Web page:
First Impressions

What does the world’s oldest art say about us?<p>During the Old Stone Age, between thirty-seven thousand and eleven thousand years ago, some of the most remarkable art ever conceived was etched or painted on the walls of caves in southern France and northern Spain. After a visit to Lascaux, in the …

Swingers

Bonobos are celebrated as peace-loving, matriarchal, and sexually liberated. Are they?<p>On a Saturday evening a few months ago, a fund-raiser was held in a downtown Manhattan yoga studio to benefit the bonobo, a species of African ape that is very similar to—but, some say, far nicer than—the …

The Interpreter

Has a remote Amazonian tribe upended our understanding of language?<p><i>Correction appended</i>.<p>One morning last July, in the rain forest of northwestern Brazil, Dan Everett, an American linguistics professor, and I stepped from the pontoon of a Cessna floatplane onto the beach bordering the Maici River, a …

The Hunt for El Chapo

How the world’s most notorious drug lord was captured.<p>One afternoon last December, an assassin on board a K.L.M. flight from Mexico City arrived at Amsterdam’s Schiphol Airport. This was not a business trip: the killer, who was thirty-three, liked to travel, and often documented his journeys around …

The Story of a Suicide

Two college roommates, a webcam, and a tragedy.<p>Dharun Ravi grew up in Plainsboro, New Jersey, in a large, modern house with wide expanses of wood flooring and a swimming pool out back. Assertive and athletic, he used “<i>DHARUNISAWESOME</i>” as a computer password and played on an Ultimate Frisbee team. …

We Are Alive

Bruce Springsteen at sixty-two.<p>Nearly half a century ago, when Elvis Presley was filming “Harum Scarum” and “Help!” was on the charts, a moody, father-haunted, yet uncannily charismatic Shore rat named Bruce Springsteen was building a small reputation around central Jersey as a guitar player in a …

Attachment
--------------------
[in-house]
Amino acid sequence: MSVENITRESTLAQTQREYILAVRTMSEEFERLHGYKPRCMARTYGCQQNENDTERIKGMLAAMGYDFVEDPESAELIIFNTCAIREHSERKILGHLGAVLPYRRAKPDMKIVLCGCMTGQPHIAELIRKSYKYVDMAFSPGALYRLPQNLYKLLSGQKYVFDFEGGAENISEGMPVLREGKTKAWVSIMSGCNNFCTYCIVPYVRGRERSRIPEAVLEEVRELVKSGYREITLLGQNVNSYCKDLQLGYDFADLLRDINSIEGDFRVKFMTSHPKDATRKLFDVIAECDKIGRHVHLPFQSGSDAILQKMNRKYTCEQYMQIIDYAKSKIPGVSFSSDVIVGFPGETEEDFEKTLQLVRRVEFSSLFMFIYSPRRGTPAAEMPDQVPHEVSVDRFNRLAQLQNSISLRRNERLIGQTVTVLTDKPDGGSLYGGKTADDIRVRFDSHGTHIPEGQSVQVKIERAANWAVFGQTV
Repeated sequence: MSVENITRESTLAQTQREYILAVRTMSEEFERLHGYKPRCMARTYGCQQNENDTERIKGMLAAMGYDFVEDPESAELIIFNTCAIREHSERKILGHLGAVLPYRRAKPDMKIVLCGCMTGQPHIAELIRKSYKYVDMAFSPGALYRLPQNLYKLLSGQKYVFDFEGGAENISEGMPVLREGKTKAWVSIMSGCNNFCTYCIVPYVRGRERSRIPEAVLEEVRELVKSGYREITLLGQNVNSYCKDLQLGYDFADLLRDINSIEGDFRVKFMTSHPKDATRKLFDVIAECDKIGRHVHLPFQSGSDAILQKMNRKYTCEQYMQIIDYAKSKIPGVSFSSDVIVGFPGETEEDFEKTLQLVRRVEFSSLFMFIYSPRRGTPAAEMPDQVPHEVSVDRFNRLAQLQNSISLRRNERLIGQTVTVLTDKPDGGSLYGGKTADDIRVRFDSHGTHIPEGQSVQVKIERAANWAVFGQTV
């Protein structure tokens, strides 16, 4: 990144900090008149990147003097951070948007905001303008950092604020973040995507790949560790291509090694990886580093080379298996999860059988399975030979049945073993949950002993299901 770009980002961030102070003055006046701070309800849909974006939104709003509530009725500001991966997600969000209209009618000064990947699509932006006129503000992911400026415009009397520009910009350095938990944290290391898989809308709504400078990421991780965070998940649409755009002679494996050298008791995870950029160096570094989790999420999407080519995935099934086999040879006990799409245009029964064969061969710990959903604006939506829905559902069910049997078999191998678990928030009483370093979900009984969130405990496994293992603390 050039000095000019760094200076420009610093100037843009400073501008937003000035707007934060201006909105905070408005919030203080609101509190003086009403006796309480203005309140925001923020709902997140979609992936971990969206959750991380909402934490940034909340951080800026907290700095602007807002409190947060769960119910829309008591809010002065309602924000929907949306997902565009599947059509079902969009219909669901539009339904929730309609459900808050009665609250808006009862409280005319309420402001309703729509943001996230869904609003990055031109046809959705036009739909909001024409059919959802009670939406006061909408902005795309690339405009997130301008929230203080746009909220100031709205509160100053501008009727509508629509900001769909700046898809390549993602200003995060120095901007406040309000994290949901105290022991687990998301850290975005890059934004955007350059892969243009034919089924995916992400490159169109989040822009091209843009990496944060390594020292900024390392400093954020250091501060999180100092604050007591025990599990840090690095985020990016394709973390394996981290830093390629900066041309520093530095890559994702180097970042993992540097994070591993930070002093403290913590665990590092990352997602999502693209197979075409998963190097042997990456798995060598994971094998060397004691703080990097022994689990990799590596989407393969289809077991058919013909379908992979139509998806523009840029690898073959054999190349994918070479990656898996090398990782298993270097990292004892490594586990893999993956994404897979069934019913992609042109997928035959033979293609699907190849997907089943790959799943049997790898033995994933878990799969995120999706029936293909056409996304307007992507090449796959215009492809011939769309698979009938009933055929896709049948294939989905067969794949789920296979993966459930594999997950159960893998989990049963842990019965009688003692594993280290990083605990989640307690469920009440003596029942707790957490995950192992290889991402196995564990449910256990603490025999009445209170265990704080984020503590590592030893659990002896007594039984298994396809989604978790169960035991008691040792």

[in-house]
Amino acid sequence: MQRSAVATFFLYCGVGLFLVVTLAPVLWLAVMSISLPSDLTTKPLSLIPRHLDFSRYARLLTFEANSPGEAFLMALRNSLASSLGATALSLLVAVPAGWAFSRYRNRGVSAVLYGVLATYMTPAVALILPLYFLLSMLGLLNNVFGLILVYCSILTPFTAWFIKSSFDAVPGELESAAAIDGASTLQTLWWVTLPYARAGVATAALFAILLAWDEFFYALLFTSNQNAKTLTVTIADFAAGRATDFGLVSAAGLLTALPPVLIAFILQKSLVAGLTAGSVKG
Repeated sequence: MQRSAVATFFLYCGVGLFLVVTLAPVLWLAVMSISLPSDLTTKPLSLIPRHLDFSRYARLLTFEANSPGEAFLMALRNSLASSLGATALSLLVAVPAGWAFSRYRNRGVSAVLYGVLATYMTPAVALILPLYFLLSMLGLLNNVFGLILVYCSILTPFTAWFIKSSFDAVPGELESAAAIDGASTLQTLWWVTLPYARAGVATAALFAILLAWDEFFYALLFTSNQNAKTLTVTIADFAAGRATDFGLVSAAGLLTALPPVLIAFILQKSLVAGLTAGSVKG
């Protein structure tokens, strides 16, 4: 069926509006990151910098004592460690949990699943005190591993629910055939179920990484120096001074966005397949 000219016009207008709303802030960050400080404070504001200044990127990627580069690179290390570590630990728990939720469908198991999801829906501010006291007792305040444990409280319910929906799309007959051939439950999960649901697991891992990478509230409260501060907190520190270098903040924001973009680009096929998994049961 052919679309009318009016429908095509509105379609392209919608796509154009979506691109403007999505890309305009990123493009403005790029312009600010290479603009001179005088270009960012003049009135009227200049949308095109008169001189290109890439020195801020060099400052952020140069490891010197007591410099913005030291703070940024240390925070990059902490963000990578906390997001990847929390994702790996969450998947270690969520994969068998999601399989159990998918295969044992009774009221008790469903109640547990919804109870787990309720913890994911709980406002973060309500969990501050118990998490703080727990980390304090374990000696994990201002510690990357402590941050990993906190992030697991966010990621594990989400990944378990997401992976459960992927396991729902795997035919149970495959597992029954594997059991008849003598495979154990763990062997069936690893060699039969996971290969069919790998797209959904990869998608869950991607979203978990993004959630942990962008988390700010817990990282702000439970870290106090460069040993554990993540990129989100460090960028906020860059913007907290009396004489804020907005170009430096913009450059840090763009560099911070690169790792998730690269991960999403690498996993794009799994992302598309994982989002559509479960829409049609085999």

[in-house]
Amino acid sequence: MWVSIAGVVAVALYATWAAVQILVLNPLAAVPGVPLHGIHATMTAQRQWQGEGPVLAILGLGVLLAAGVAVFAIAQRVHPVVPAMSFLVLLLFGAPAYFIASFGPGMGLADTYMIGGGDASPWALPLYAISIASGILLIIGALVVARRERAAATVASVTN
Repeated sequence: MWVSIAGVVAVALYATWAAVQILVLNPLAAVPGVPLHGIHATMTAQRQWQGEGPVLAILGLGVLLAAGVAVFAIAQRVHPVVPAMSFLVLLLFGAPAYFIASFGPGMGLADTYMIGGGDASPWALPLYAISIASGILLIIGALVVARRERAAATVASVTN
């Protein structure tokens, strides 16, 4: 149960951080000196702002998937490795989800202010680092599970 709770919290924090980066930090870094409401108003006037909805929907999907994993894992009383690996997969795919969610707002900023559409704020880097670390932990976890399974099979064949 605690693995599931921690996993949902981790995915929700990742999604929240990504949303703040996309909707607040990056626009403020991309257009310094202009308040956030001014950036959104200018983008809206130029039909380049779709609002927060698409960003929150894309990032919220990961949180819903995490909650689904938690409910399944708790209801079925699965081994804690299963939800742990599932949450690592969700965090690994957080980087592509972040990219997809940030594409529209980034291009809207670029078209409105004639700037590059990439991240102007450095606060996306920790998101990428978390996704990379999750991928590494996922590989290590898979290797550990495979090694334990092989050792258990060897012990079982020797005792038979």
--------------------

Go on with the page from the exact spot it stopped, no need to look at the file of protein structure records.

The Pink Panthers

A tale of diamonds, thieves, and the Balkans.<p>On May 19, 2003, a man in his late twenties walked along New Bond Street, in London, and stopped outside the flagship store of Graff, which proudly claims to sell “the most fabulous jewels in the world.” The man, whose image, captured by surveillance …

Crime

Battleground America

One nation, under the gun.<p>Just after seven-thirty on the morning of February 27th, a seventeen-year-old boy named T. J. Lane walked into the cafeteria at Chardon High School, about thirty miles outside Cleveland. It was a Monday, and the cafeteria was filled with kids, some eating breakfast, some …

The Mark

The F.B.I. needs informants, but what happens when they go too far?<p>Last January, Michael Grimm, a forty-year-old United States congressman from Staten Island, sat for an interview in his Washington office with Greta Van Susteren, of Fox News. Grimm, a freshman representative who had recently been …

Taken

Under civil forfeiture, Americans who haven’t been charged with wrongdoing can be stripped of their cash, cars, and even homes. Is that all we’re losing?<p>On a bright Thursday afternoon in 2007, Jennifer Boatright, a waitress at a Houston bar-and-grill, drove with her two young sons and her …

The Jefferson Bottles

How could one collector find so much rare fine wine?<p>The most expensive bottle of wine ever sold at auction was offered at Christie’s in London, on December 5, 1985. The bottle was handblown dark-green glass and capped with a nubby seal of thick black wax. It had no label, but etched into the glass …

Brain Gain

The underground world of “neuroenhancing” drugs.<p>A young man I’ll call Alex recently graduated from Harvard. As a history major, Alex wrote about a dozen papers a semester. He also ran a student organization, for which he often worked more than forty hours a week; when he wasn’t on the job, he had …

The Curse of Reading and Forgetting

Recently, a colleague mentioned that she had been rereading Richard Hughes’s “A High Wind in Jamaica,” which was first published in 1929 and is about a group of creepy little kids who become the unwanted wards of sad, listless pirates. She praised it, and her recommendation sent me to Amazon. The …

X-Rayed Toys by Brendan Fitzpatrick | Colossal

<p>Photographer Brendan Fitzpatrick whose floral x-rays we first featured back in 2012, just released three new collections of x-ray photos including …

The Possibilian

What a brush with death taught David Eagleman about the mysteries of time and the brain.<p>When David Eagleman was eight years old, he fell off a roof and kept on falling. Or so it seemed at the time. His family was living outside Albuquerque, in the foothills of the Sandia Mountains. There were only …